The Arboretum at Penn State 2015
Steve went to an informative talk at the American Psychological Association's meetings in Toronto, given by Glenn Smith, Ph.D., formerly of the Mayo Clinic and now at the University of Florida. Dr. Smith gave a very balanced talk about the current fad diagnosis, MCI, or Mild Cognitive Impairment. We have both felt that this is not a diagnosis, but rather the measured effects of normal age-related memory changes. However, the pharmaceutical companies are heavily invested in this diagnosis because it will allow them to give their very expensive experimental drugs to younger people for longer periods of time (pardon my cynicism). Research has now shown that the drugs make no measurable difference in cases that are diagnosable, which means that they are much further along. So the thinking is that if you give them earlier they may delay cognitive decline (something, by the way, that is impossible to prove). However, Dr. Smith's research shows that among those with the diagnosis of MCI, as many got better as got worse, and many stayed the same. The drug studies talk about that percentage who get worse as "converting" to Alzheimer's, but in fact, they may be the minority who actually had a degenerative process in the first place.
There is a much longer and more complicated argument that I won't get into here, but it did get us thinking about how much public awareness of Alzheimer's and other dementias has changed since we began our careers 35 years ago. And I think you'll find that things are both better and worse.
In the late 1970s, when we started out in this field, no one had heard of Alzheimer's disease. When people came to the clinic they may have been told that they have "hardening of the arteries to the brain," "chronic brain syndrome," or in the worse cases, that their loved one was mentally ill. Once they received the diagnosis, family members were immediately told that they would have to institutionalize the patient, usually in a locked mental hospital. At Steve's clinic, we gave them the information about what we knew at the time, but mostly we listened and did some problem-solving with them. Later, when we started the support groups, individuals were able to meet other caregivers for the first time, which was often instrumental in their being able to continue to provide care at home. In the beginning, the groups were called Alzheimer's and Related Disorders, and we felt that information was part of our mission.
As we look back on it now, in those days there were probably many, many people who were aging in their homes and communities who were never diagnosed. They were old, and they were failing in a variety of ways, and their families and communities expected them to be forgetful and no longer "with it." It wasn't labeled, and it was considered a normal part of growing older. As long as they were able to take care of themselves (what we call ADLs or Activities of Daily Living, liking feeding, clothing and bathing themselves) they stayed at home. You could say nobody diagnosed it because there was no treatment, but frankly, that is not very different today. And even then about every six months there would be a press release, announcing the latest "memory cure." With the internet, the frequency of such announcements has increased exponentially, but the efficacy hasn't.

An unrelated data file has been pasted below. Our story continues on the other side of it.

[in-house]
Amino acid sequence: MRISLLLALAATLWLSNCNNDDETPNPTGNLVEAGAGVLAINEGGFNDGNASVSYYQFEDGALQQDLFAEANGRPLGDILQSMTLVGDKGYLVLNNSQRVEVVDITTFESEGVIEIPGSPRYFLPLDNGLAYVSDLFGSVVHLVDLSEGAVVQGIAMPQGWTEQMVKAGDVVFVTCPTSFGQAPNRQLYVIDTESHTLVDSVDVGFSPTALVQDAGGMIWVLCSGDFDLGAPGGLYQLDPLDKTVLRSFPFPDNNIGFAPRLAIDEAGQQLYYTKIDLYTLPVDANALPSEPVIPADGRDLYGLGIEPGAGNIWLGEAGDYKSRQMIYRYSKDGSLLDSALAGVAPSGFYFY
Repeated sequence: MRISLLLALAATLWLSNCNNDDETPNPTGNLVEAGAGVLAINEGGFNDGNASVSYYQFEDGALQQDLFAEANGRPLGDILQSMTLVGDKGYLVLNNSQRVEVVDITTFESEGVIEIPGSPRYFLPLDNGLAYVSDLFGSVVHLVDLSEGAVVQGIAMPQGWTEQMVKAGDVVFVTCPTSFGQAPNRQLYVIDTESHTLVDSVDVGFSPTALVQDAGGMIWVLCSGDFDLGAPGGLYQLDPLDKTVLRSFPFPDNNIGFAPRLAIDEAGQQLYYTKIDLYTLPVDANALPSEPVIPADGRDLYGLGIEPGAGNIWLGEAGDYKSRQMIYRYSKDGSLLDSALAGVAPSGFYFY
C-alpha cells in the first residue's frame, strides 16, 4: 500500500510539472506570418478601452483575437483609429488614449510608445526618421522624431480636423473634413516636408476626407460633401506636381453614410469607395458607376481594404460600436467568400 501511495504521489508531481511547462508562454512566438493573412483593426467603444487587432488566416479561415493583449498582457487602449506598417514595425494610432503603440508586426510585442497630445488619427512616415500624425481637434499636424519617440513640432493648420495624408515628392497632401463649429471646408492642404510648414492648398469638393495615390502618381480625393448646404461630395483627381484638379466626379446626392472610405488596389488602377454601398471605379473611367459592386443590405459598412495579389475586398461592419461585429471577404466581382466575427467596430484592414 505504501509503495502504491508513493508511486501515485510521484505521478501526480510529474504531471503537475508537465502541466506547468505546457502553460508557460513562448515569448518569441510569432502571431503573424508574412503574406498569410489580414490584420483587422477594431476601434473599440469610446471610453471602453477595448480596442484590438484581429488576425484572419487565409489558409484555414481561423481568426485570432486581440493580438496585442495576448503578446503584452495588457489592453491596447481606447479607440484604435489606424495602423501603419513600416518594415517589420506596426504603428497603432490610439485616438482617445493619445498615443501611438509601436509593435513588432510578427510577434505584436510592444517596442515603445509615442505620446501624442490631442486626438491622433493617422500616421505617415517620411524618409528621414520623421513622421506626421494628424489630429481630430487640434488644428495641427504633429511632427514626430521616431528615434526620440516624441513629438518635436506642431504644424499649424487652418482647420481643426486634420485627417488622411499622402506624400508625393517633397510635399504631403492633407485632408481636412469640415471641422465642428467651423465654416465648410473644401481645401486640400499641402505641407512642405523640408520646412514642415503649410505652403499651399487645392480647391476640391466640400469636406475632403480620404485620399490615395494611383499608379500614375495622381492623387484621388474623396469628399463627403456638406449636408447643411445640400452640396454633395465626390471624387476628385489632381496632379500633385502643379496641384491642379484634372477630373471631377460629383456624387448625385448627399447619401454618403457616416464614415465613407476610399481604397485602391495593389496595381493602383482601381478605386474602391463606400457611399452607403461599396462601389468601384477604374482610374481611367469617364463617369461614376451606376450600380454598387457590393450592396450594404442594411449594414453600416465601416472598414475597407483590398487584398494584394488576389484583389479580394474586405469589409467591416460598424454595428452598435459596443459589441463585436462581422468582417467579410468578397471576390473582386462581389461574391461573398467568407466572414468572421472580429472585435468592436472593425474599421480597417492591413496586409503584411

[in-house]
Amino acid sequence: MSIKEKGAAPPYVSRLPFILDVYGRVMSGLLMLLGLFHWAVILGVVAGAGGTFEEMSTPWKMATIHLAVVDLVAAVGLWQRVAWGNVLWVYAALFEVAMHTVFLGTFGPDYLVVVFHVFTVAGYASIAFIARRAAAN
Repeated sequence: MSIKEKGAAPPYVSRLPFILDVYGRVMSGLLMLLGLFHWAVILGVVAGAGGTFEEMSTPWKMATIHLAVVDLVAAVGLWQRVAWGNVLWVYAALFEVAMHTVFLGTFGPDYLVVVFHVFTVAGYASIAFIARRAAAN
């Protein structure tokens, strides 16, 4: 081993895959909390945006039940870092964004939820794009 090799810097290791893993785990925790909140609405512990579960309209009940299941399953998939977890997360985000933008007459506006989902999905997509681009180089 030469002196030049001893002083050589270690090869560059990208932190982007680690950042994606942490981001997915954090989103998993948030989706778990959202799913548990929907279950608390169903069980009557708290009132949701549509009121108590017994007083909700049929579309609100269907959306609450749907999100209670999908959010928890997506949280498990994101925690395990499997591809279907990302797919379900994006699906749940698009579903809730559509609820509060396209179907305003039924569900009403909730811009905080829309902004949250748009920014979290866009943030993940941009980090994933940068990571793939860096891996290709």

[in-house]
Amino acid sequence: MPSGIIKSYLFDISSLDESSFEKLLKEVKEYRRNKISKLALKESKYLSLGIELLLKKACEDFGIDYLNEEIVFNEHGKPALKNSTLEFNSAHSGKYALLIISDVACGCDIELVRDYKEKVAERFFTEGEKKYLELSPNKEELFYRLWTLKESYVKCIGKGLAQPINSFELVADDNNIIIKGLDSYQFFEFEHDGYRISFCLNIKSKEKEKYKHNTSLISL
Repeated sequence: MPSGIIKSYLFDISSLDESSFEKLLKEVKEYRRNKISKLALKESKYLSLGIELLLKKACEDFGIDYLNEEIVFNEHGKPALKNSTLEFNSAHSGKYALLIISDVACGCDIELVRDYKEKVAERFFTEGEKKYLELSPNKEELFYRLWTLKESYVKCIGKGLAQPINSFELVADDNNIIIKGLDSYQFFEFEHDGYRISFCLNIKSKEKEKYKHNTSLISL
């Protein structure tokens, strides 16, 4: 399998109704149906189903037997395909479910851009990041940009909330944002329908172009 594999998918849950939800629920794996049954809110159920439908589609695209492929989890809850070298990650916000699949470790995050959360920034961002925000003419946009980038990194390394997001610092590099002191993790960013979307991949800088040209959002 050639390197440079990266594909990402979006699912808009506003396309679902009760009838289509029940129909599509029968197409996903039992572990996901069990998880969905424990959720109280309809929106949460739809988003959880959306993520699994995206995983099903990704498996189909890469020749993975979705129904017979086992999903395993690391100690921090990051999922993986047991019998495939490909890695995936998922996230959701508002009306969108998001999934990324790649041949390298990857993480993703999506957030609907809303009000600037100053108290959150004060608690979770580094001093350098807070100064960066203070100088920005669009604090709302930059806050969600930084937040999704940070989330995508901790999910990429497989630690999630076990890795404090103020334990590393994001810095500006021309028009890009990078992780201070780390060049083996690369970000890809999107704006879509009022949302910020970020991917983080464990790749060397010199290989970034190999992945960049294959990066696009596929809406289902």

I think the biggest difference is that people were not nearly as fearful of the implications of memory changes. It was not yet a disease, and the media hadn't started their relentless refrain about the incidence and frequency of Alzheimer's disease, with the dramatic images and stories that have now become part of our literature. In fact, most people expected that if they lived long enough they would be allowed some memory lapses.
In truth, most people we have seen who live to an advanced age, or who have serious medical disease, have some changes in their memory and cognitive functioning compared with healthy, young adults. That's normal and expected. Are there plaques and tangles? Maybe, but we all have some. Are there tiny pinpoint strokes? Probably yes again, since that's normal and expected with age. Do we need to worry about it? Probably a lot less than we do now. I think the important question to ask is, can I still do the things I want to do? If you can, you might be better off focusing on the things you enjoy doing and the people you like spending time with, rather than pursuing a diagnosis that at the very most will start you on the path of taking some fairly toxic medications that have not been shown to be effective. This is, in fact, the direction that Dr. Smith is going in his research.
Now, three decades later, we have seen much more research about what goes on inside the brain. One of the striking things is that how many problems a person has does not correlate well with the amount of brain changes there are. The research, especially the tests and imaging studies, have focused on finding and counting those changes. But if they don't correspond with the actual behavioral problems, how helpful is that? Especially since there is growing evidence that we don't yet know what treatments will actually make a difference.
We all know someone, either in our own family or among our acquaintances who have been given a dementia diagnosis. And we can't help but read about or hear about dramatic cases on media. Are we better off for knowing this? I'm really not so sure.